9. Developer/ Maintainer Relationship Between Design Goals End User Functionality User-friendliness Ease of Use Ease of learning Fault tolerant Robustness Low cost Increased Productivity Backward-Compatibility Traceability of requirements Rapid development Flexibility Runtime Efficiency Reliability Portability Good Documentation Client (Customer, Sponsor) Minimum # of errors Modifiability, Readability Reusability, Adaptability Well-defined interfaces

  10. Typical Design Trade-offs • Functionality vs. Usability • Cost vs. Robustness • Efficiency vs. Portability • Rapid development vs. Functionality • Cost vs. Reusability • Backward Compatibility vs. Readability

  11. System Decomposition • Subsystem (UML: Package) • Collection of classes, associations, operations, events and constraints that are interrelated • Seed for subsystems: UML Objects and Classes. • Service: • Group of operations provided by the subsystem • Seed for services: Subsystem use cases • Service is specified by Subsystem interface: • Specifies interaction and information flow from/to subsystem boundaries, but not inside the subsystem. • Should be well-defined and small. • Often called API: Application programmer’s interface, but this term should used during implementation, not during System Design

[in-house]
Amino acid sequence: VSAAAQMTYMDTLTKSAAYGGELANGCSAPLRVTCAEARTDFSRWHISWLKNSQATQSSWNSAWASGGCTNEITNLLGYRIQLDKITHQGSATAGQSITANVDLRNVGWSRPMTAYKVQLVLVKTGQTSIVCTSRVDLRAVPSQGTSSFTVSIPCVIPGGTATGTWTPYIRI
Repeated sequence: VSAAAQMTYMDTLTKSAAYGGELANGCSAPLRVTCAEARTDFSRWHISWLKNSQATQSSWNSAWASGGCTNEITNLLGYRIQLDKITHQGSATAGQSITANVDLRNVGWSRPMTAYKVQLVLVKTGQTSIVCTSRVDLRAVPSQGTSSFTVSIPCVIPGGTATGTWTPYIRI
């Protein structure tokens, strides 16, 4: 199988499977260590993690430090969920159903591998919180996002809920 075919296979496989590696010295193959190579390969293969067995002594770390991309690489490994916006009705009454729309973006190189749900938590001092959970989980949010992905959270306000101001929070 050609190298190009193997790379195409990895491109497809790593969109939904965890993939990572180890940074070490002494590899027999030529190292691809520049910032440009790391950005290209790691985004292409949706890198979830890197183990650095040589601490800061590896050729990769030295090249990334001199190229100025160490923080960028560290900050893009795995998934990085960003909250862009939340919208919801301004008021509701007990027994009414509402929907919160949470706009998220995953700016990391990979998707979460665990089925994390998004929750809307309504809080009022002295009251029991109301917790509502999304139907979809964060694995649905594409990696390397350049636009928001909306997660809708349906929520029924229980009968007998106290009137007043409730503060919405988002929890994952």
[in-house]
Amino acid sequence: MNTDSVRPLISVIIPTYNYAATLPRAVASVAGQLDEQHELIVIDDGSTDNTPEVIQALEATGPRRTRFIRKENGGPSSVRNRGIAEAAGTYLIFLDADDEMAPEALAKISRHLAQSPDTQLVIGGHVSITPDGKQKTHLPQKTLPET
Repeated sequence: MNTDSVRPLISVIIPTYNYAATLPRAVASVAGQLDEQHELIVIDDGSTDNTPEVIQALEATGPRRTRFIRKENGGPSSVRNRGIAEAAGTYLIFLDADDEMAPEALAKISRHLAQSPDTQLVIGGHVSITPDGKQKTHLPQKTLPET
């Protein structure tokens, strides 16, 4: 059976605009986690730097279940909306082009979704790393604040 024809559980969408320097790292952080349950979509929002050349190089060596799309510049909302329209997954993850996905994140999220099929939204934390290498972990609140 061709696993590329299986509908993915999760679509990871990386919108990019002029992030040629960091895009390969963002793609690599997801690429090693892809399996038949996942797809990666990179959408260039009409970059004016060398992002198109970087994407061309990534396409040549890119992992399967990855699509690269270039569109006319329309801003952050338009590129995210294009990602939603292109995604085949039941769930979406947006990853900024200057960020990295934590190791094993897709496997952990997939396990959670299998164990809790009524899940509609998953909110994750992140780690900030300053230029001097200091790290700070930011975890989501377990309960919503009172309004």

12. CodeGenerator create() Lexer getToken() UML Notation for subsystems: Package • Package = Collection of classes that are grouped together • Packages are often used to model subsystems • Notation: • A box with a tab. • The tab contains the name of the package Compiler Compiler Compiler compile(s) Optimizer create() Parser generateParseTree() ParseNode create()